Thursday, March 18, 2021

What Makes a Perfect Villain


my son's picture book Star Wars: The Rise of Skywalker The Galaxy Needs You open to the illustration of Ray and Kylo Ren fighting with their lightsabers drawn

Villain [vil-uhn] noun: a cruelly malicious person who is involved in or devoted to wickedness or crime.

This week we’re talking about the most dastardly characters, those cackling antagonists, those thorns in our hero’s sides. If they’re done well we love to hate them. And my award for Favorite Backstabber goes to Kylo Ren!

If you’ve been hiding in the dark side, Kylo Ren is from StarWars and fills the role of villain against Rey in Star Wars: The Force Awakens. And in these movies he’s identified as being neither Jedi (the good guys) nor Sith (the baddies). 

Wait…I named my top villain as one that’s neither good nor bad?!?


I believe there’s good and evil in each one of us and it comes down to the decisions we make each day that determine what type of person we are. We are all our own hero, but I know there’ve been times—I worked as a manager for five years—when I made choices I believed were the best course of action that made me a villain in another’s story. 

That’s why Kylo Ren is the most dastardly, perfect villain. He represents us and our struggles to choose the right path. As you watch The Force Awakens you see him face these tough decisions—hoping he’ll choose the right one—but you don’t feel totally confident that he will. 

Your villain should be part of, either physically or in spirit, every plot point in your story.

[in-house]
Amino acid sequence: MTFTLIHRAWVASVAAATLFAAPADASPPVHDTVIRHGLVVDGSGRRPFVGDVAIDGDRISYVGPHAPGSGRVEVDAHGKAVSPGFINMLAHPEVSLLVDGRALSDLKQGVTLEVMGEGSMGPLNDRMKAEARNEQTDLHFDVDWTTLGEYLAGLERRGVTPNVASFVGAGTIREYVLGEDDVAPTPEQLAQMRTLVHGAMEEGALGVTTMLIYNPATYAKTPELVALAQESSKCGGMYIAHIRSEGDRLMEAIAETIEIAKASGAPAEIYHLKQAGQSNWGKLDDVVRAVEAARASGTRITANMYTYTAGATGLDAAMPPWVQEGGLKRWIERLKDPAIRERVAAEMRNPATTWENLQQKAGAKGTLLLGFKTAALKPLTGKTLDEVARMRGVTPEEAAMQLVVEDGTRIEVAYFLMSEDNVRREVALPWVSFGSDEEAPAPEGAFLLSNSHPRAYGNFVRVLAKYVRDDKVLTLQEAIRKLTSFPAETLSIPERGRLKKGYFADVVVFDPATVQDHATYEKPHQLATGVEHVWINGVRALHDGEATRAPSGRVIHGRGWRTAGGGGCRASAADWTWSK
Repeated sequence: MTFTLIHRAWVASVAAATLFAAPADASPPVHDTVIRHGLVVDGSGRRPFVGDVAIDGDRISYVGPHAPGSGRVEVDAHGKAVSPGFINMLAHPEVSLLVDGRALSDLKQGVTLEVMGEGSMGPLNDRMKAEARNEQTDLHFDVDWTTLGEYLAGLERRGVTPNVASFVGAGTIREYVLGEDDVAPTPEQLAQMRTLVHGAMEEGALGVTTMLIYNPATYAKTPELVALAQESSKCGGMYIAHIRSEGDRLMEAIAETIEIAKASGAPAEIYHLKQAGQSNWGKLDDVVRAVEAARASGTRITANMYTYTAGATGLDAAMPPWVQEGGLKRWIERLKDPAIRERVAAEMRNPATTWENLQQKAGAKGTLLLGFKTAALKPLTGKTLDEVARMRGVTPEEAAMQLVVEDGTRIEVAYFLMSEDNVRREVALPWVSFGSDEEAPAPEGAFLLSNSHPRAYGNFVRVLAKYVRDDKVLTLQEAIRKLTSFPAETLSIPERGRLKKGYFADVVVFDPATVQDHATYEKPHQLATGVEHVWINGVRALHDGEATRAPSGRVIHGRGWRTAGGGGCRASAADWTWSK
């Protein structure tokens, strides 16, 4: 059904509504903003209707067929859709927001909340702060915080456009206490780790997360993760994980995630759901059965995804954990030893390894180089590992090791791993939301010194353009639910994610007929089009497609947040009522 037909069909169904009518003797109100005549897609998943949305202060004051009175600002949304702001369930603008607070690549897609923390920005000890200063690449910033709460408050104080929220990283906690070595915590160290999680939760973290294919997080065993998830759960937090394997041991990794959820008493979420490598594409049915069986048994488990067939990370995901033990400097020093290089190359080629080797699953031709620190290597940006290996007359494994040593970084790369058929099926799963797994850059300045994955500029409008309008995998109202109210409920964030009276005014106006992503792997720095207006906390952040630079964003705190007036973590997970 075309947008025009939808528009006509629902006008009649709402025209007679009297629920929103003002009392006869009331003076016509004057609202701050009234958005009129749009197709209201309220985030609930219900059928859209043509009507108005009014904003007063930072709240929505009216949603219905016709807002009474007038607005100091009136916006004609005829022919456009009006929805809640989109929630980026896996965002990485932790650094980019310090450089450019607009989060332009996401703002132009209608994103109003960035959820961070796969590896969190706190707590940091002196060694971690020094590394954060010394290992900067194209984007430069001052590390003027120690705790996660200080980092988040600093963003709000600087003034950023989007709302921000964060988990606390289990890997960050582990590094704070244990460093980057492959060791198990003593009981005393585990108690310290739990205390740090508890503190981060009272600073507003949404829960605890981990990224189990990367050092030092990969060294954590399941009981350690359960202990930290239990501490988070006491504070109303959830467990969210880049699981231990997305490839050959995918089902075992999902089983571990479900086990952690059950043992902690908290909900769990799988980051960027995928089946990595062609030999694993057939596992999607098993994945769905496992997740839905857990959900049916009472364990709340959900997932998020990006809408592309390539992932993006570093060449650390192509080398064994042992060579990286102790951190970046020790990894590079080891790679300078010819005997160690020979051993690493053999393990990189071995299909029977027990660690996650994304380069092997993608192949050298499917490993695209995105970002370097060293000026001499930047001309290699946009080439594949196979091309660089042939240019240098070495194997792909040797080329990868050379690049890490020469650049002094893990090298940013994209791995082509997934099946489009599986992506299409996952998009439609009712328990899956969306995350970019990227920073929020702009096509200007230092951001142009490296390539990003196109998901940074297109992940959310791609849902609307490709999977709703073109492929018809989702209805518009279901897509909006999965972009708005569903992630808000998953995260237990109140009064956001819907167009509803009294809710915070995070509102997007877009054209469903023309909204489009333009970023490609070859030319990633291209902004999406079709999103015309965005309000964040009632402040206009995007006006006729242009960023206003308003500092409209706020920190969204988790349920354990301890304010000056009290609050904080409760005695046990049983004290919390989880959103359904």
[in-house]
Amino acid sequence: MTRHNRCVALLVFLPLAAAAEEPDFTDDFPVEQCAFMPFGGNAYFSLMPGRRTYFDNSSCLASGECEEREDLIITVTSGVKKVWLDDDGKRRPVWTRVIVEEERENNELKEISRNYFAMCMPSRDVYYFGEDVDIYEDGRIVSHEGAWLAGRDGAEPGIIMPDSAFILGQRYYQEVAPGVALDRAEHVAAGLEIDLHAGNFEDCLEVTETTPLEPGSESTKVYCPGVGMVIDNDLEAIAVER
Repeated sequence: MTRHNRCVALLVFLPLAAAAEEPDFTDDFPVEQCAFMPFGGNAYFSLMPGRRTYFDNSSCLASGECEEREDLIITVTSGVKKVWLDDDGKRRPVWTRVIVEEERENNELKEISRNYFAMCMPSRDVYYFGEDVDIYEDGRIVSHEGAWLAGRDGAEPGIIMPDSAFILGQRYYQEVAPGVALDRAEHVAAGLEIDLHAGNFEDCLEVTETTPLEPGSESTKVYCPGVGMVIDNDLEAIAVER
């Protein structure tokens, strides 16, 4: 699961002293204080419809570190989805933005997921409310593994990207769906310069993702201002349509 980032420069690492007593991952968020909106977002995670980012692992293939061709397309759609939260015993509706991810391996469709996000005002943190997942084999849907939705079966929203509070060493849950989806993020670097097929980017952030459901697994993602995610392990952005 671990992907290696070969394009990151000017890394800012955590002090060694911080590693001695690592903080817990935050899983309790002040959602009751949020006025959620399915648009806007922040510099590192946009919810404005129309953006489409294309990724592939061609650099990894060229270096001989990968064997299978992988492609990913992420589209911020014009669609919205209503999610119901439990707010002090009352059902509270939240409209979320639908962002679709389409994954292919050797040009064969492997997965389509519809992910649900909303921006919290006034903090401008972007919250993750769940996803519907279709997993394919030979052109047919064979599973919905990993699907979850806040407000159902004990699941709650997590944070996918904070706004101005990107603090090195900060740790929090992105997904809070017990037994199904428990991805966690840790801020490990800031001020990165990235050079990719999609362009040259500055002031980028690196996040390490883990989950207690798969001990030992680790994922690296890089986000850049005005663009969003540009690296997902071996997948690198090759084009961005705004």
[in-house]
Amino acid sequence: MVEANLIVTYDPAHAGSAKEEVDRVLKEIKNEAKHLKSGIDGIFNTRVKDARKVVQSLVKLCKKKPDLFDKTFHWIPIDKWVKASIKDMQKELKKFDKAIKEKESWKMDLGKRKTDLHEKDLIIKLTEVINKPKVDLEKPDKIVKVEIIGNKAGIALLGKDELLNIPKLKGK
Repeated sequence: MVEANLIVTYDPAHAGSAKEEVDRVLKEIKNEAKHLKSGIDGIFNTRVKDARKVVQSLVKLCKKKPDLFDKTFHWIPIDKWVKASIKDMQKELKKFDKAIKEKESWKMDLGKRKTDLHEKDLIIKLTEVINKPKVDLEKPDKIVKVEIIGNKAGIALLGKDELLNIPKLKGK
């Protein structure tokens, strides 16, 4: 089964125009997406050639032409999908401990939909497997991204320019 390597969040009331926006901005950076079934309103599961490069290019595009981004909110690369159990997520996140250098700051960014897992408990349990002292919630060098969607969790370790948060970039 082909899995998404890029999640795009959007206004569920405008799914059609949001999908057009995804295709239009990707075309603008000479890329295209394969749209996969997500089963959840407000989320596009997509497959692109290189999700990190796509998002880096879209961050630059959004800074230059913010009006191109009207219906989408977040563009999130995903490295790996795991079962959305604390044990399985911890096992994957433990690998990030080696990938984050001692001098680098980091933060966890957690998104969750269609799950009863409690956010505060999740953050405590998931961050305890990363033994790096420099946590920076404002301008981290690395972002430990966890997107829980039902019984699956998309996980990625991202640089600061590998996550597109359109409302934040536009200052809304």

And that’s good writing. That should be our goal as authors, to craft a villain that’s vital to the plot. Your villain should be part of, either physically or in spirit, every plot point in your story. No, you don’t have to think up a super complicated reason why they do what they do. You should be able to answer/write what drives your antagonist in one sentence, not in pages of backstory. 

If you’re feeling stuck in your WIP or struggling with a book idea that doesn’t seem to go anywhere, check out your villain. Make sure they’re more than an evil genius who wants to take over the world. Or if that’s their thing, then also give them a tangible reason on a smaller scale. We’ve all heard about humanizing the antagonist to capture the audience in order to deliver a solid punch when the hero wins the day, so be sure add in some depth, but not so much that it overshadows your hero. 

Did this give you any ideas on crafting your current villain? Do you have a fave antagonist that inspires your writing?

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